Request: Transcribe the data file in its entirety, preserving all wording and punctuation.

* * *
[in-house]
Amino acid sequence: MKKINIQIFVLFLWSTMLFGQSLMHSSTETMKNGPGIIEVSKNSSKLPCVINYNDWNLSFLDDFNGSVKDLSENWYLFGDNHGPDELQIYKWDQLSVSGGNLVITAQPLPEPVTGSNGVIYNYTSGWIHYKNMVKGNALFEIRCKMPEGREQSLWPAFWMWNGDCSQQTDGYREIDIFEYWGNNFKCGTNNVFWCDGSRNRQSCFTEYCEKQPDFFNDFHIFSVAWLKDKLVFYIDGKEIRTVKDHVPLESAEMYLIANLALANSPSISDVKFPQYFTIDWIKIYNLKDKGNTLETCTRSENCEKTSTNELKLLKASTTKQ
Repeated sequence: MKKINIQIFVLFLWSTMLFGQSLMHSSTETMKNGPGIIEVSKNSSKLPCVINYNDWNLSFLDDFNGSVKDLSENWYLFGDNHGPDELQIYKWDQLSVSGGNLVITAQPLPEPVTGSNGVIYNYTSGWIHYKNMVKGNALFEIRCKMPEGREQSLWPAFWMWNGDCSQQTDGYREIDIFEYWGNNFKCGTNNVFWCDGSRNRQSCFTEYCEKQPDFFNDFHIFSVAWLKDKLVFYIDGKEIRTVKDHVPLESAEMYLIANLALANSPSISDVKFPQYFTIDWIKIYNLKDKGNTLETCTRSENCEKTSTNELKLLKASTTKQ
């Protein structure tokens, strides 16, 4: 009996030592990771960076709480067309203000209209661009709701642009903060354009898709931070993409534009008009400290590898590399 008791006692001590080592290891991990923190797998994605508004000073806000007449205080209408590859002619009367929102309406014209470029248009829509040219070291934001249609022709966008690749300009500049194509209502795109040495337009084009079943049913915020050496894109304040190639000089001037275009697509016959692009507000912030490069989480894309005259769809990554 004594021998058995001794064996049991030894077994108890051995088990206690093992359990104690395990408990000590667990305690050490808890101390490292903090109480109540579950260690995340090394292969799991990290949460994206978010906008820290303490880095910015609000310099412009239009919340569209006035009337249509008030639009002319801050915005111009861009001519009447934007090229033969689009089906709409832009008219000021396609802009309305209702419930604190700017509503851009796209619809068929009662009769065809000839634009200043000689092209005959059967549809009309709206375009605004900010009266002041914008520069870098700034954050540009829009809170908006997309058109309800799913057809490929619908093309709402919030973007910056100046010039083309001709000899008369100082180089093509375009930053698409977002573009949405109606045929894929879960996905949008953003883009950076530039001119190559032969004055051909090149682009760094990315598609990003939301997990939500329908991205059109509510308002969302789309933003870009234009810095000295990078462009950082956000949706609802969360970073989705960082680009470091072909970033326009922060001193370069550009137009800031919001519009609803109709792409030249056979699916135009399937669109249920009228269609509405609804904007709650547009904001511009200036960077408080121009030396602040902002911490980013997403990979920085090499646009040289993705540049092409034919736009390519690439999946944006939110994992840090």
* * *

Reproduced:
[in-house]
Amino acid sequence: MKKINIQIFVLFLWSTMLFGQSLMHSSTETMKNGPGIIEVSKNSSKLPCVINYNDWNLSFLDDFNGSVKDLSENWYLFGDNHGPDELQIYKWDQLSVSGGNLVITAQPLPEPVTGSNGVIYNYTSGWIHYKNMVKGNALFEIRCKMPEGREQSLWPAFWMWNGDCSQQTDGYREIDIFEYWGNNFKCGTNNVFWCDGSRNRQSCFTEYCEKQPDFFNDFHIFSVAWLKDKLVFYIDGKEIRTVKDHVPLESAEMYLIANLALANSPSISDVKFPQYFTIDWIKIYNLKDKGNTLETCTRSENCEKTSTNELKLLKASTTKQ
Repeated sequence: MKKINIQIFVLFLWSTMLFGQSLMHSSTETMKNGPGIIEVSKNSSKLPCVINYNDWNLSFLDDFNGSVKDLSENWYLFGDNHGPDELQIYKWDQLSVSGGNLVITAQPLPEPVTGSNGVIYNYTSGWIHYKNMVKGNALFEIRCKMPEGREQSLWPAFWMWNGDCSQQTDGYREIDIFEYWGNNFKCGTNNVFWCDGSRNRQSCFTEYCEKQPDFFNDFHIFSVAWLKDKLVFYIDGKEIRTVKDHVPLESAEMYLIANLALANSPSISDVKFPQYFTIDWIKIYNLKDKGNTLETCTRSENCEKTSTNELKLLKASTTKQ
């Protein structure tokens, strides 16, 4: 009996030592990771960076709480067309203000209209661009709701642009903060354009898709931070993409534009008009400290590898590399 008791006692001590080592290891991990923190797998994605508004000073806000007449205080209408590859002619009367929102309406014209470029248009829509040219070291934001249609022709966008690749300009500049194509209502795109040495337009084009079943049913915020050496894109304040190639000089001037275009697509016959692009507000912030490069989480894309005259769809990554 004594021998058995001794064996049991030894077994108890051995088990206690093992359990104690395990408990000590667990305690050490808890101390490292903090109480109540579950260690995340090394292969799991990290949460994206978010906008820290303490880095910015609000310099412009239009919340569209006035009337249509008030639009002319801050915005111009861009001519009447934007090229033969689009089906709409832009008219000021396609802009309305209702419930604190700017509503851009796209619809068929009662009769065809000839634009200043000689092209005959059967549809009309709206375009605004900010009266002041914008520069870098700034954050540009829009809170908006997309058109309800799913057809490929619908093309709402919030973007910056100046010039083309001709000899008369100082180089093509375009930053698409977002573009949405109606045929894929879960996905949008953003883009950076530039001119190559032969004055051909090149682009760094990315598609990003939301997990939500329908991205059109509510308002969302789309933003870009234009810095000295990078462009950082956000949706609802969360970073989705960082680009470091072909970033326009922060001193370069550009137009800031919001519009609803109709792409030249056979699916135009399937669109249920009228269609509405609804904007709650547009904001511009200036960077408080121009030396602040902002911490980013997403990979920085090499646009040289993705540049092409034919736009390519690439999946944006939110994992840090």